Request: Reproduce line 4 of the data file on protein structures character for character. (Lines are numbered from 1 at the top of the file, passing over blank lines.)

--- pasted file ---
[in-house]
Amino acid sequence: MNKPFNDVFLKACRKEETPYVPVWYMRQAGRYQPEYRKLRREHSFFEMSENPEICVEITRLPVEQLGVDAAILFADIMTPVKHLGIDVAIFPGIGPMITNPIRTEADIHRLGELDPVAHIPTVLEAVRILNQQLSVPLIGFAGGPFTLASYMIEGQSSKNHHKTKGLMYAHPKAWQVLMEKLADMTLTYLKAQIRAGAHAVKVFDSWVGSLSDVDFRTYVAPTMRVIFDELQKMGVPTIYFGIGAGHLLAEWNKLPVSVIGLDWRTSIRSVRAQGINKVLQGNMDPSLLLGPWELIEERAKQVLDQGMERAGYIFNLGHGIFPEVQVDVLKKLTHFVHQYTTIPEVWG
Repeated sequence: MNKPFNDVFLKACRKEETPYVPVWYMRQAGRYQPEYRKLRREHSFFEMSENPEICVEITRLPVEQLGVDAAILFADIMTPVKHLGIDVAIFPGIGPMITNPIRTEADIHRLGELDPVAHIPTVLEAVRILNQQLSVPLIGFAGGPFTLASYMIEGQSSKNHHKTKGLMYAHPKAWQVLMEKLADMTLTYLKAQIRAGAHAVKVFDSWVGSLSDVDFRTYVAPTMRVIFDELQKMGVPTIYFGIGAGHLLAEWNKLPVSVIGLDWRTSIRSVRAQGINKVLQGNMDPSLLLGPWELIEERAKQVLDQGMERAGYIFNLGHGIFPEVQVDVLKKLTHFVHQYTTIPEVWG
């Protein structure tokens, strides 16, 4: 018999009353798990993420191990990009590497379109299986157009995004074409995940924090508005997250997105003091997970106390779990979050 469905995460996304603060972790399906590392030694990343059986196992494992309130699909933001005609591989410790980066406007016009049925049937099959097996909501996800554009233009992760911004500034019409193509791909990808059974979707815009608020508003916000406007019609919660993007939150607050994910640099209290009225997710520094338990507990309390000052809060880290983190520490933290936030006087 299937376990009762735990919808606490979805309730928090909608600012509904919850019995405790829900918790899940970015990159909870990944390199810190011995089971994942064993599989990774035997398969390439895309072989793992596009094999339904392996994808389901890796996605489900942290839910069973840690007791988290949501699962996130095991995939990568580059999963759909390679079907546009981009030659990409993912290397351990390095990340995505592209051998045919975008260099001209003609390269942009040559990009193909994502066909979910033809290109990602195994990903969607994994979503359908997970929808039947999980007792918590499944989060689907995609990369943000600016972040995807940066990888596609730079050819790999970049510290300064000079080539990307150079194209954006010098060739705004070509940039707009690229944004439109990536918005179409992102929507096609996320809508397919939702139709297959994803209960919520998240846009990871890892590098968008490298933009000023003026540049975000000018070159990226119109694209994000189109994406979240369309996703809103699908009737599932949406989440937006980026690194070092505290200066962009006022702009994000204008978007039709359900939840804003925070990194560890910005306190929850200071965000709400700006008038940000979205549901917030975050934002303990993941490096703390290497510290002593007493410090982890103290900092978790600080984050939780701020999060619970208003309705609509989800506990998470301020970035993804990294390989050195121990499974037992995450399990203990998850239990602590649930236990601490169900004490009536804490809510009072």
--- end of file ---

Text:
């Protein structure tokens, strides 16, 4: 018999009353798990993420191990990009590497379109299986157009995004074409995940924090508005997250997105003091997970106390779990979050 469905995460996304603060972790399906590392030694990343059986196992494992309130699909933001005609591989410790980066406007016009049925049937099959097996909501996800554009233009992760911004500034019409193509791909990808059974979707815009608020508003916000406007019609919660993007939150607050994910640099209290009225997710520094338990507990309390000052809060880290983190520490933290936030006087 299937376990009762735990919808606490979805309730928090909608600012509904919850019995405790829900918790899940970015990159909870990944390199810190011995089971994942064993599989990774035997398969390439895309072989793992596009094999339904392996994808389901890796996605489900942290839910069973840690007791988290949501699962996130095991995939990568580059999963759909390679079907546009981009030659990409993912290397351990390095990340995505592209051998045919975008260099001209003609390269942009040559990009193909994502066909979910033809290109990602195994990903969607994994979503359908997970929808039947999980007792918590499944989060689907995609990369943000600016972040995807940066990888596609730079050819790999970049510290300064000079080539990307150079194209954006010098060739705004070509940039707009690229944004439109990536918005179409992102929507096609996320809508397919939702139709297959994803209960919520998240846009990871890892590098968008490298933009000023003026540049975000000018070159990226119109694209994000189109994406979240369309996703809103699908009737599932949406989440937006980026690194070092505290200066962009006022702009994000204008978007039709359900939840804003925070990194560890910005306190929850200071965000709400700006008038940000979205549901917030975050934002303990993941490096703390290497510290002593007493410090982890103290900092978790600080984050939780701020999060619970208003309705609509989800506990998470301020970035993804990294390989050195121990499974037992995450399990203990998850239990602590649930236990601490169900004490009536804490809510009072």